Thesis Proposal Sample - page 7
THESIS PROPOSALCOMPUTATIONAL ASPECTS OF DIRECT AND INVERSE PROBLEMS IN PERMAFROST GEOPHYSICS 7 Figure 3: Higher values of B correspond to higher amount of liquid water in partially frozen pores, and more significant body forces caused by the so-called ”cryogenic suction”. . 3, right. The lower values of B correspond to soil that have more fine texture such as silt and clay. The bigger values relate to sand or organic matter. In the above calculations the different values of constant B corresponded to the different textures of soil inside the circle. The modeled situations correspond to observed facts that the finer the soil texture inside the circle the bigger values of the frost heave. 5. Improvements of the non-sorted circle model As major improvements to the existing model we plan: 1. to include the thaw settlement of frozen ground in the model. This would allow us to model the non-sorted circle during the entire year and observe its evolution in time. The self-organization between vegetation cover and deferential frost heave might be considered, 2. to model insulating effects of the snow cover explicitly, by introducing an additional layer of a variable thickness above the ground, 3. to include the diffusion of solutes in the frozen ground that can be modeled by introducing other constituents in the mixture, and by modifying the dissipation function to include the irreversible mixing of constituents,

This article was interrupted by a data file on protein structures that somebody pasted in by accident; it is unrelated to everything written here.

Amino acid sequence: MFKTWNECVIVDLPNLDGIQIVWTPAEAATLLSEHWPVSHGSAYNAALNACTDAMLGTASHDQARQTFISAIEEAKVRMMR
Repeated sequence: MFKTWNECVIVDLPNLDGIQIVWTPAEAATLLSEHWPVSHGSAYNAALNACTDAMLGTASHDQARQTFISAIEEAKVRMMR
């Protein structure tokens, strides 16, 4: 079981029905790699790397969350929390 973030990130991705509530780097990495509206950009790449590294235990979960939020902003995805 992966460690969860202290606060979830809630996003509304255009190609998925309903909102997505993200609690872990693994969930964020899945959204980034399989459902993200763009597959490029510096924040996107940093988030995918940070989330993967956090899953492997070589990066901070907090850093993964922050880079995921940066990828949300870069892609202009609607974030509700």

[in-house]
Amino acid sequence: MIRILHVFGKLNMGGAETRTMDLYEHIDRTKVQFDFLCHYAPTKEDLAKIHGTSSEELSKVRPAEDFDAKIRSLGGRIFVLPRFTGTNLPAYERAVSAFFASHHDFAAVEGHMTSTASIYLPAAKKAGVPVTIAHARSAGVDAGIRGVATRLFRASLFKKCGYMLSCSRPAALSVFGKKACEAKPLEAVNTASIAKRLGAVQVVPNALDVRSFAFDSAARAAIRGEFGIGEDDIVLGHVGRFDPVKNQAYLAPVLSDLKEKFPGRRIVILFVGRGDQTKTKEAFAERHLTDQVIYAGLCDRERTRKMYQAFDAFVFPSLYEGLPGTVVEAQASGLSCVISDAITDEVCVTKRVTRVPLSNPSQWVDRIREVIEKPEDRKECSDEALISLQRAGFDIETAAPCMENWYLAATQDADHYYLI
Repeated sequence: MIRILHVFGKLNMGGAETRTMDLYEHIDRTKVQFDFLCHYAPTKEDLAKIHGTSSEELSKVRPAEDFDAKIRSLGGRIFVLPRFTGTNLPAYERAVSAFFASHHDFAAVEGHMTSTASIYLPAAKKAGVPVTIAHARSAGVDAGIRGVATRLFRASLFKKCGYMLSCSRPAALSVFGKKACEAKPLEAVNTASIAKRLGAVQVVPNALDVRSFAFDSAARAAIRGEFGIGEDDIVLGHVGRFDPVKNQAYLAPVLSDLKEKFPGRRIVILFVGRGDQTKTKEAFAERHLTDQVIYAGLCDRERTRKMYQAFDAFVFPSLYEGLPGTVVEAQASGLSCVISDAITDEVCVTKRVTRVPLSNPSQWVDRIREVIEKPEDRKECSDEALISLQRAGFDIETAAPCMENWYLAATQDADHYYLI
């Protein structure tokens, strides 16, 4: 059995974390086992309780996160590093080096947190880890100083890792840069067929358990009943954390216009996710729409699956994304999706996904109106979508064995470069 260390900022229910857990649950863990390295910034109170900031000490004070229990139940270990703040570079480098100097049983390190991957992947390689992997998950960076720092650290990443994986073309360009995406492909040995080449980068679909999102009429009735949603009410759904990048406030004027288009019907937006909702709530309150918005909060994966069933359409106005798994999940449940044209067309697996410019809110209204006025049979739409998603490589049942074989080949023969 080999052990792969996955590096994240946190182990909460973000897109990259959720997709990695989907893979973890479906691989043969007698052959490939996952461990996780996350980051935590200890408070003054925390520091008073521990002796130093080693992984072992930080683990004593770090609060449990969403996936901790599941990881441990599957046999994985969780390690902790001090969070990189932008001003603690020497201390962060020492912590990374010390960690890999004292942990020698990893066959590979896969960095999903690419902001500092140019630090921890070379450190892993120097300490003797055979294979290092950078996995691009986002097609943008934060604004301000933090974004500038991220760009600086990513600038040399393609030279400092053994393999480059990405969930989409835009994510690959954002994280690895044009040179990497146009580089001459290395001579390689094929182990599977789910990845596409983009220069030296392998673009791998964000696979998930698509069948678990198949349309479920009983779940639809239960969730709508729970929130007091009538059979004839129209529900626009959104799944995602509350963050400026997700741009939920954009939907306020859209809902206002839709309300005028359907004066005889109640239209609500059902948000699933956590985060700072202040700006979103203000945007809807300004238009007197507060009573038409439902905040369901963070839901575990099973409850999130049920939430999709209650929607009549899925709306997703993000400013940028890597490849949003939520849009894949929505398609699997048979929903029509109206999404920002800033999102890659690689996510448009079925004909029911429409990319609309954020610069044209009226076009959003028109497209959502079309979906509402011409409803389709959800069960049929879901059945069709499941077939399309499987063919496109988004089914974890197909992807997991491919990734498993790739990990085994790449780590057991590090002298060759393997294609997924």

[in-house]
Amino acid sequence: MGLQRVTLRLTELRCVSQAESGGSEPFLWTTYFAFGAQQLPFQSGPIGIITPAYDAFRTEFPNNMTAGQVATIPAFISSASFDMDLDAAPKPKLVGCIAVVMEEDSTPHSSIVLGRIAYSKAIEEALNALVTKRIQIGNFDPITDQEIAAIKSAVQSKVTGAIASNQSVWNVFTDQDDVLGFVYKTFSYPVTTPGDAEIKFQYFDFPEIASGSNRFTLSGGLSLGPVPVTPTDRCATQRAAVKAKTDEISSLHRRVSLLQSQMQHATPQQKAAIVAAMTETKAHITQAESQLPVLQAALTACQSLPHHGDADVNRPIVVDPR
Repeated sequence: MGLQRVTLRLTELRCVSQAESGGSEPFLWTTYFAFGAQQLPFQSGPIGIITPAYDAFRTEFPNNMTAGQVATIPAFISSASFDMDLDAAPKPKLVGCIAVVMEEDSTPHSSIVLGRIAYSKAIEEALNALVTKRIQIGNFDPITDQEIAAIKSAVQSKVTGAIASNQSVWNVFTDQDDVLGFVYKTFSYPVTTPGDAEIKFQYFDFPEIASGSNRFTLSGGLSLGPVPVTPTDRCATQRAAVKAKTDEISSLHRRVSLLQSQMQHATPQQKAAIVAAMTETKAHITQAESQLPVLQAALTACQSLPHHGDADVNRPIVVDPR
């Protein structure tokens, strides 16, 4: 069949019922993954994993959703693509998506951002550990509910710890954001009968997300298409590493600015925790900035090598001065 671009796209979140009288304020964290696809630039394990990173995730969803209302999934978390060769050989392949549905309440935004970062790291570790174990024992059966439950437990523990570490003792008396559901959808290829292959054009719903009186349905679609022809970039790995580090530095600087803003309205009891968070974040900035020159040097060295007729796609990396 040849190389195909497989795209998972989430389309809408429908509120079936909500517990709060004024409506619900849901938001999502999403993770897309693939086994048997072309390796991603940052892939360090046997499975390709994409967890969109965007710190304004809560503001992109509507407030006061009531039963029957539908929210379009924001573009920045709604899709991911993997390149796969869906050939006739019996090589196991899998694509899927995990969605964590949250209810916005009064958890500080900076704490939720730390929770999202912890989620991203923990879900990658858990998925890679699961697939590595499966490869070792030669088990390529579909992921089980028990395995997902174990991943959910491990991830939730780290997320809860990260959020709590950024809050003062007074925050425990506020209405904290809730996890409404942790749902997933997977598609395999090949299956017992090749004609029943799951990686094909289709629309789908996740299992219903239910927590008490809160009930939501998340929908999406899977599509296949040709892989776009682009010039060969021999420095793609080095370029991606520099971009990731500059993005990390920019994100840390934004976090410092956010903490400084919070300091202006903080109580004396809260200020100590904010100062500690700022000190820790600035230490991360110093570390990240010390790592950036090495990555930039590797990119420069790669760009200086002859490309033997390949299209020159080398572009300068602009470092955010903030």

Thesis Proposal Sample - page 8
8 DMITRY J. NICOLSKY 4. to introduce in the model a more realistic thermo-rheological parameterization of the soil component by modifying the strain energy W k in (4)-(6), modification of the dissipation function Φ to describe hysteresis during the process of the water freezing. References [1] C. Truesdell. Rational Thermodynamics. Modern applied mathematics. McGraw-Hill, 1969. [2] G. D.C Kuiken. Thermodynamics of irreversible processes, Applications to Diffusion and Rheology. Willey tutorial series in Theoretical chemistry. Willey, 1994. [3] J. Hartikainen M. Mikkola. Mathematical model of soil frezzing and its numerical application. Int. J. Numer. Meth. in Engng, 52:543–557, 2001. DOI: 10.1002/nme.300. [4] M. Mikkola M. Fremond. Thermomechanical modelling of frezing soil. In Ground Freezing 91, Proceedings of the 6th International Symposium on Ground Freezing, pages 17–24, 1991. Yu X, Wang C (eds), Balkema: Rotterdam, 1991. Geophysical Institute, University of Alaska Fairbanks, PO Box 757320, Fairbanks, AK 99775 E-mail address: